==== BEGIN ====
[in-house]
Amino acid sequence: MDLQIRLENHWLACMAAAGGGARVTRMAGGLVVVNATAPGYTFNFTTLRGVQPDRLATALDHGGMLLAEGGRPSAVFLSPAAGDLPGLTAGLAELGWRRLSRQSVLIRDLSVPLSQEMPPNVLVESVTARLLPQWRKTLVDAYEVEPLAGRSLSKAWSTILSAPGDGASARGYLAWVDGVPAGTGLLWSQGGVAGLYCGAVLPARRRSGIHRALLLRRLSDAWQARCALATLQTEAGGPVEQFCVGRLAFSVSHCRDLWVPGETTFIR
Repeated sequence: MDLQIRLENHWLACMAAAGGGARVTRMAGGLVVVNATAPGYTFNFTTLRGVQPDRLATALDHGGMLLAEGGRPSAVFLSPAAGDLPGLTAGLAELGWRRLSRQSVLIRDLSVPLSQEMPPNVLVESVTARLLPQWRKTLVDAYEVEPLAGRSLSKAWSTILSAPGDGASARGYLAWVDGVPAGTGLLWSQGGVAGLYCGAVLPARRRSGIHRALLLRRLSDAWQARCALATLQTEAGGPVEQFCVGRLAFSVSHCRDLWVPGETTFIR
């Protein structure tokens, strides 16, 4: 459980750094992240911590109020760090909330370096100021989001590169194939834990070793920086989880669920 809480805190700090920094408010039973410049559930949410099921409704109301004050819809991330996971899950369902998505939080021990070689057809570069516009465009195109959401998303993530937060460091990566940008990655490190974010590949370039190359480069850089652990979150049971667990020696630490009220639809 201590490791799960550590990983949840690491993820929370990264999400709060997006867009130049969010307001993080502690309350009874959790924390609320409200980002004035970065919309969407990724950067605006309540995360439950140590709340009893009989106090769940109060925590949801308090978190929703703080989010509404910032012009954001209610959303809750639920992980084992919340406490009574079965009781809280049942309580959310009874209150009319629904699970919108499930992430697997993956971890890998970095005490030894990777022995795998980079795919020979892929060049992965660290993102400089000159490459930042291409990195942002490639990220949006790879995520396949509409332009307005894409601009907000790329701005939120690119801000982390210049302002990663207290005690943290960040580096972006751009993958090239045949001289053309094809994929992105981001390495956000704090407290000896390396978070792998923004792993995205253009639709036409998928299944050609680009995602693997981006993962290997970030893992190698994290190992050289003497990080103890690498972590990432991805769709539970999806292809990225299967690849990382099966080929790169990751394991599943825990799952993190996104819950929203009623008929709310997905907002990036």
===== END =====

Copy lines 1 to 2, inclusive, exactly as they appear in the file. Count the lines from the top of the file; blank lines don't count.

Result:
[in-house]
Amino acid sequence: MDLQIRLENHWLACMAAAGGGARVTRMAGGLVVVNATAPGYTFNFTTLRGVQPDRLATALDHGGMLLAEGGRPSAVFLSPAAGDLPGLTAGLAELGWRRLSRQSVLIRDLSVPLSQEMPPNVLVESVTARLLPQWRKTLVDAYEVEPLAGRSLSKAWSTILSAPGDGASARGYLAWVDGVPAGTGLLWSQGGVAGLYCGAVLPARRRSGIHRALLLRRLSDAWQARCALATLQTEAGGPVEQFCVGRLAFSVSHCRDLWVPGETTFIR